the non-believers (if you'll allow me to characterize them that
way) don't really address  the points made by the believers.
That's all too typical of the way science has handled, or not
handled, this problem.

> Similarly, who convinced mainstream science that there was
> nothing to UFOs? After all, if UFOs are as physically prevalent
> as everyone seems to think they are, you would think that enough
> scientists would have seen or been abducted by them now to the
> extent that they wouldn't believe anything the Air Force said, no
> matter what it said. Obviously, not enough of them have yet had a
> personal experience to turn the tide. But who knows? Maybe
> critical mass is just around the corner.

You've got to be kidding. Here we have David Pritchard, one of
the few openly sympathetic scientists, begging me a couple of
years ago not to mention his name in mainstream media, for fear
of getting him in huge trouble with the MIT physics department,
and with his federal grants for mainstream research. More
recently, he told a TV interviewer (who didn't use it in the show
she produced) that the heat from skeptical colleagues was very
hard to bear.

Logic is not the issue here. Mainstream science carries a huge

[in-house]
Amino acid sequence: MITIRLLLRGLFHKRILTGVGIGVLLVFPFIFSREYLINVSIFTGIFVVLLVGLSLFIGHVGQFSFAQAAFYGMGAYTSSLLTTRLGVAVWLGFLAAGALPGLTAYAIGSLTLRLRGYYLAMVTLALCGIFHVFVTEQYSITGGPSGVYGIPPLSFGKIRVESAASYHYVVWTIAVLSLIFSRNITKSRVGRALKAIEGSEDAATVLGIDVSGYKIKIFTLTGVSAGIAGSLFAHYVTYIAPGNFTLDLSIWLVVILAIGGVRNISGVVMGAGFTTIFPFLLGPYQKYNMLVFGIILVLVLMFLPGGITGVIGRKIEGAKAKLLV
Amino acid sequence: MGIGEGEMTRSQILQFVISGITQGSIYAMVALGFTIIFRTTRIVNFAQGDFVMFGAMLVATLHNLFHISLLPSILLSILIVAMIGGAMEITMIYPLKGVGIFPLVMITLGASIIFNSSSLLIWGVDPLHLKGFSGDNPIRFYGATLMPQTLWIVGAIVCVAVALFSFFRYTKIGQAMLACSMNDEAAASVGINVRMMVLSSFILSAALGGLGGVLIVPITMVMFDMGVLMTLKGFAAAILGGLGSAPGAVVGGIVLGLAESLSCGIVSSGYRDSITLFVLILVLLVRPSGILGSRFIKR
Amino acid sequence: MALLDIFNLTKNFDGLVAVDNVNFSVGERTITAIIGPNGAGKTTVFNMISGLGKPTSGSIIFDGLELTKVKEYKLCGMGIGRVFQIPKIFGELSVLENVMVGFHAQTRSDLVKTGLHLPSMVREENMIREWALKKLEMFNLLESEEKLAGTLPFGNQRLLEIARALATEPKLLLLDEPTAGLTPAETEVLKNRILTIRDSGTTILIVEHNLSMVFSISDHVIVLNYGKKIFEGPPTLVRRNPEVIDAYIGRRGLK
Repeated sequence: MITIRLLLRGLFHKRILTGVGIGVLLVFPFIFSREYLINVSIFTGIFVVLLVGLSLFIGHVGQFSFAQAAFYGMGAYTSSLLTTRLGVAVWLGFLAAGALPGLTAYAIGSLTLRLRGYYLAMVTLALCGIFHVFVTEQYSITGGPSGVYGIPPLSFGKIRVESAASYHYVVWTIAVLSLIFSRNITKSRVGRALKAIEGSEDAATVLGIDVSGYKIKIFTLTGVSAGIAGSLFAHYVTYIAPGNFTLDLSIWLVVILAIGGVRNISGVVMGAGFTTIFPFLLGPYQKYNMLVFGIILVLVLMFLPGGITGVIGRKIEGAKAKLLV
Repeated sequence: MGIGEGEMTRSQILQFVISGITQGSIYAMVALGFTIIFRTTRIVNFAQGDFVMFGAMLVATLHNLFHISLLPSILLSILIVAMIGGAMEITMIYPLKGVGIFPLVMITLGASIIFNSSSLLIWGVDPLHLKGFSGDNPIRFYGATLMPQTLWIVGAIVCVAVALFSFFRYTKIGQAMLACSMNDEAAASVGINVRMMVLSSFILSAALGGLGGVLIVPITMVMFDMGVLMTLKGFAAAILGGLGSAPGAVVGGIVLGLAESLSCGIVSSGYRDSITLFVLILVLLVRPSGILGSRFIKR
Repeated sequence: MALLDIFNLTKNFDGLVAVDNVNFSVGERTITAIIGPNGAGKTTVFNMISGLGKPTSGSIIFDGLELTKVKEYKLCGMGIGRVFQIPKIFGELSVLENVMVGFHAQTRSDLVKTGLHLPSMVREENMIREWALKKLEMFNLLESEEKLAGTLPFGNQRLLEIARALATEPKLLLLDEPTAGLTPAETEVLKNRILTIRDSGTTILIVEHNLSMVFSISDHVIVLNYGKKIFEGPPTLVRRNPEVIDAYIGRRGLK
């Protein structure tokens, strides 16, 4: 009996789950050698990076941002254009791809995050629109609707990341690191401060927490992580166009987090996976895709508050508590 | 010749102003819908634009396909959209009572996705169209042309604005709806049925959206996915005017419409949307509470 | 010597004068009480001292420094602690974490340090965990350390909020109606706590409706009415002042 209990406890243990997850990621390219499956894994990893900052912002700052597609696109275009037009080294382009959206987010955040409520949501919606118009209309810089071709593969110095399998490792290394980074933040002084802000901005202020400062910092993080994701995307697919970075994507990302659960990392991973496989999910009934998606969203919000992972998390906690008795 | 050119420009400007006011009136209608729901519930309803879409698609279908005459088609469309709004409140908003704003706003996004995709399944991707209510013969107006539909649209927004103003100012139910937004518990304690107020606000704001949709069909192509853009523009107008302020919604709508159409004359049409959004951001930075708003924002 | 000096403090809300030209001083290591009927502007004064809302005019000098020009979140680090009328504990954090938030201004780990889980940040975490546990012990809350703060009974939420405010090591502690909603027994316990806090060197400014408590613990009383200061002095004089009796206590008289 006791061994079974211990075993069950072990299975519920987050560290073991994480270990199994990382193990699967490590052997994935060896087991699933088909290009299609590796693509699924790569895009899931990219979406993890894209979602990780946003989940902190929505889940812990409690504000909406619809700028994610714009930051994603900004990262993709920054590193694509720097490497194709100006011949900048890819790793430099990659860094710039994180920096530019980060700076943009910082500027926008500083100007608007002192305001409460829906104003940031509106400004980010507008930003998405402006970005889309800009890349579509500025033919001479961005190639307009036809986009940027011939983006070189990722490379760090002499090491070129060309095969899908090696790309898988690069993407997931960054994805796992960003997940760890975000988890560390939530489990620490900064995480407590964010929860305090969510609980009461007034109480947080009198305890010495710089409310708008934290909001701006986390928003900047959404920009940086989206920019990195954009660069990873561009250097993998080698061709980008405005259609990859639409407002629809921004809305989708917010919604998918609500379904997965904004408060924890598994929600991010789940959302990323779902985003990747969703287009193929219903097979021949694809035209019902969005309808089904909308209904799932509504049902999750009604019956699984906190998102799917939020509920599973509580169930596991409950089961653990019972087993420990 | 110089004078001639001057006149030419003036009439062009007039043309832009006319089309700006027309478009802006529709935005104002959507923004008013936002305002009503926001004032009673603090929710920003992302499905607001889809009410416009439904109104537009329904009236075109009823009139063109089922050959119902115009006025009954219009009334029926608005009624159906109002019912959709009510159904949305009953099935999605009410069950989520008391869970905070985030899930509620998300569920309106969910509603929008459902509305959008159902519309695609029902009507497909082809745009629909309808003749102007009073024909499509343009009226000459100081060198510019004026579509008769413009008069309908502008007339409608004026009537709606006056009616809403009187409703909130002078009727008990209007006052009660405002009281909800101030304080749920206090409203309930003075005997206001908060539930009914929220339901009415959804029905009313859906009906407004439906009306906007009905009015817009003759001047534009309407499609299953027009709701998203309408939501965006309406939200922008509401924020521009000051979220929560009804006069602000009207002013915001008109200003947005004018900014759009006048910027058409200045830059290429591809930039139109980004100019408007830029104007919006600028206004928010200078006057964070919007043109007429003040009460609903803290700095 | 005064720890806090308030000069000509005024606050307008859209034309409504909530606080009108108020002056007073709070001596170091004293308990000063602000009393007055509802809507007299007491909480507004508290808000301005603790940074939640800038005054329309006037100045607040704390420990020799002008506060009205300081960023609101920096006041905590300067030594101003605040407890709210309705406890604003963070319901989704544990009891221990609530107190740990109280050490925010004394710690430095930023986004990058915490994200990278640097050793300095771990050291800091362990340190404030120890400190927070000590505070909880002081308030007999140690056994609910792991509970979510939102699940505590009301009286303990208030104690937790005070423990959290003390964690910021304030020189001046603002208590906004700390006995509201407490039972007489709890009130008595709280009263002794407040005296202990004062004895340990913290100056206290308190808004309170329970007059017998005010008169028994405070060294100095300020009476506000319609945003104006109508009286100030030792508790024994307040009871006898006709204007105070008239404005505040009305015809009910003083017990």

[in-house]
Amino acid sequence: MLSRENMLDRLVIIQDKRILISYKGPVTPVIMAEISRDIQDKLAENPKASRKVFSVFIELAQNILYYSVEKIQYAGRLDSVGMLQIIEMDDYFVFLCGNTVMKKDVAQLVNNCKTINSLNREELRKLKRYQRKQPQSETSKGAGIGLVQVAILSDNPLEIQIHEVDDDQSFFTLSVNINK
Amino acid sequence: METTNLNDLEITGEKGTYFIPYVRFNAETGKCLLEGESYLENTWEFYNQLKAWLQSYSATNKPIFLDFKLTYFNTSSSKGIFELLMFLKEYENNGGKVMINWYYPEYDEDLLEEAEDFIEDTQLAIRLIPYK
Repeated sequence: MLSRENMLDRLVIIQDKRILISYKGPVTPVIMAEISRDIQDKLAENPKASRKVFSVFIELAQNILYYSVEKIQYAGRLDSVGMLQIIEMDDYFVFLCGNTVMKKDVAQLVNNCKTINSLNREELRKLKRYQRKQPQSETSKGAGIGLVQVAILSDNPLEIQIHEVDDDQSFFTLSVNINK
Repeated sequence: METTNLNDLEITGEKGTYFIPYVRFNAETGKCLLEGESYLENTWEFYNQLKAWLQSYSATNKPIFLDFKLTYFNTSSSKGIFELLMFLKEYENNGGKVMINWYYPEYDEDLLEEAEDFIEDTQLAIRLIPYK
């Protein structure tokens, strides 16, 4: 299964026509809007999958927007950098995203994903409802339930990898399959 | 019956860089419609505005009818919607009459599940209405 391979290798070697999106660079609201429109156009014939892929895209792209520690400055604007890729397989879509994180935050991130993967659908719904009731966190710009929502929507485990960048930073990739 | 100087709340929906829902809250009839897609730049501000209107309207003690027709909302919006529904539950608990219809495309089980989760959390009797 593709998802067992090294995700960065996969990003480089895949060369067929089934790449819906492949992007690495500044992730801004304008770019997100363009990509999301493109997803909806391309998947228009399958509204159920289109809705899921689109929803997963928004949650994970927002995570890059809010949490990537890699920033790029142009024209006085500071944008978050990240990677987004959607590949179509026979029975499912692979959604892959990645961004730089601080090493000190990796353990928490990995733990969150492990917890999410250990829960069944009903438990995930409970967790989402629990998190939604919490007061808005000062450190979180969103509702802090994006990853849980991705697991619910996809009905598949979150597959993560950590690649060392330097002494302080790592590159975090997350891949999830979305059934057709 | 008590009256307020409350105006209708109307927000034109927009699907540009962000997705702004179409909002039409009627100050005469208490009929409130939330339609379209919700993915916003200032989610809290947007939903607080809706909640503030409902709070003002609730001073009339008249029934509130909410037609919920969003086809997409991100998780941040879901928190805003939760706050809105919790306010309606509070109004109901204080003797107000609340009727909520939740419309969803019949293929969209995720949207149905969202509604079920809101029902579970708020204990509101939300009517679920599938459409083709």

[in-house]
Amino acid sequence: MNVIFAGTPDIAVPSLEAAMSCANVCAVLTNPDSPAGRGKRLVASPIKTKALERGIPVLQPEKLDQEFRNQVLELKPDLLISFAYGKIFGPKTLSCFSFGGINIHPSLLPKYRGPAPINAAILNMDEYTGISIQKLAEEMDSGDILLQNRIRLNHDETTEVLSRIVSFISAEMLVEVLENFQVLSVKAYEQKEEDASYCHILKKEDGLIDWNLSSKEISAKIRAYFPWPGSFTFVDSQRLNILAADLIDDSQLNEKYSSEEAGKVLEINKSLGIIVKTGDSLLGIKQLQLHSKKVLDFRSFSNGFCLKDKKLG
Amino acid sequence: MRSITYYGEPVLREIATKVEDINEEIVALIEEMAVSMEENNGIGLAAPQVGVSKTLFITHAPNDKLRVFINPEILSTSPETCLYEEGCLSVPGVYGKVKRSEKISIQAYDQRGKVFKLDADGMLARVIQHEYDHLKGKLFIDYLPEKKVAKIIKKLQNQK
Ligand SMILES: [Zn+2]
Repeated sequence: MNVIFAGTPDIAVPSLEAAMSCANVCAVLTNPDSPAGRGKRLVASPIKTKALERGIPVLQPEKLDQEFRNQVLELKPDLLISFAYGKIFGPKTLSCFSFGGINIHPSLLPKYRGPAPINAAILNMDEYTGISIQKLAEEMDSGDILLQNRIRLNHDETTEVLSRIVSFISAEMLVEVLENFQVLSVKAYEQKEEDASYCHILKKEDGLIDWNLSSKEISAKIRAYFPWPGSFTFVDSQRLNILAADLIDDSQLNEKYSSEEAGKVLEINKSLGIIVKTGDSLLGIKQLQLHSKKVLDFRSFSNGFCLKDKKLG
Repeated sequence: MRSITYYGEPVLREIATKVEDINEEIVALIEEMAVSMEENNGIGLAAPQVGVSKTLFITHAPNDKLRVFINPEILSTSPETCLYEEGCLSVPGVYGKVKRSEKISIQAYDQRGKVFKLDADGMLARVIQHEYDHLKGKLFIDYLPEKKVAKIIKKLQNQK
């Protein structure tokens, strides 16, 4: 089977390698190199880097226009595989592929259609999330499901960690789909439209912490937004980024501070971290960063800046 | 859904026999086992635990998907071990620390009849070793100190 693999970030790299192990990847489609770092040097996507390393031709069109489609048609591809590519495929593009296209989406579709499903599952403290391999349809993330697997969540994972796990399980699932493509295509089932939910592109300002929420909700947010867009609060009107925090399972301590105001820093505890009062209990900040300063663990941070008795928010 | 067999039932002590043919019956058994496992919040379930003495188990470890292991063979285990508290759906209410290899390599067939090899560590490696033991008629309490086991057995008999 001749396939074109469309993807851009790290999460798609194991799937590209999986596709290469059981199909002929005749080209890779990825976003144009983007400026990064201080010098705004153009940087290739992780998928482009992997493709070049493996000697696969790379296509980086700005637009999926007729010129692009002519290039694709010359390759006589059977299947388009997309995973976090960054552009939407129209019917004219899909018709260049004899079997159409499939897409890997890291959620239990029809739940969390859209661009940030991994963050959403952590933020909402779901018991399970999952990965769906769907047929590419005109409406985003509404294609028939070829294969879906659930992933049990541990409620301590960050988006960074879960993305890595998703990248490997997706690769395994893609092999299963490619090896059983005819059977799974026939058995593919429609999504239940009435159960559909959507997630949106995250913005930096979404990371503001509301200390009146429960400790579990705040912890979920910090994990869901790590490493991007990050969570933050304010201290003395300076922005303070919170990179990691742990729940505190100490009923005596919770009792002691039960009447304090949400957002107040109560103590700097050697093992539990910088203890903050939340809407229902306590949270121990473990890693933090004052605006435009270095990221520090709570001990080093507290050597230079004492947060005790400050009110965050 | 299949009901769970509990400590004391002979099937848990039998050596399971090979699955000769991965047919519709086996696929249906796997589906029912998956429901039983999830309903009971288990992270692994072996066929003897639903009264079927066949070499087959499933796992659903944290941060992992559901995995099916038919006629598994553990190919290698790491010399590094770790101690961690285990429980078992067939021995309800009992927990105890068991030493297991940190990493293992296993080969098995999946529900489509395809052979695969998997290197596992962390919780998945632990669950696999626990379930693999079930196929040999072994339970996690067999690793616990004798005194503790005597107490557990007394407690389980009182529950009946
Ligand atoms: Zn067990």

prejudice against UFOs (and against parapsychology too, for that
matter; see Jeffrey Mishlove's The Roots of Consciousness for
documented chapter and verse). And if you ask me what the problem
really is, I'd say denial. I'd say that, in fact, even if UFOs
turn out to be nothing more than scraps of my long white hair
floating in the breeze. The whole question of alien visits has
our culture in a tizzy. Hardly anyone can face it squarely,
scientists and ufologists both included.

Come to think of it, that also explains the excesses of ufology.
The prospect of alien visits makes us so crazy that lots of
people, attempting to deal with the question, stop making sense.
Although, if you pin me to the wall, I'll take the better
ufologists over the scientists, anytime. Whether or not I agree
with Stan's conclusions on MJ-12, I challenge you to compare
Stan's work on it with SETI astronomer Frank Drake's reasons why
interstellar travel is impossible (and, therefore, aliens will
never visit us). Stan comes off as an apostle of sweet reason,
and Drake, by contrast, as a frightened idiot.

Greg Sandow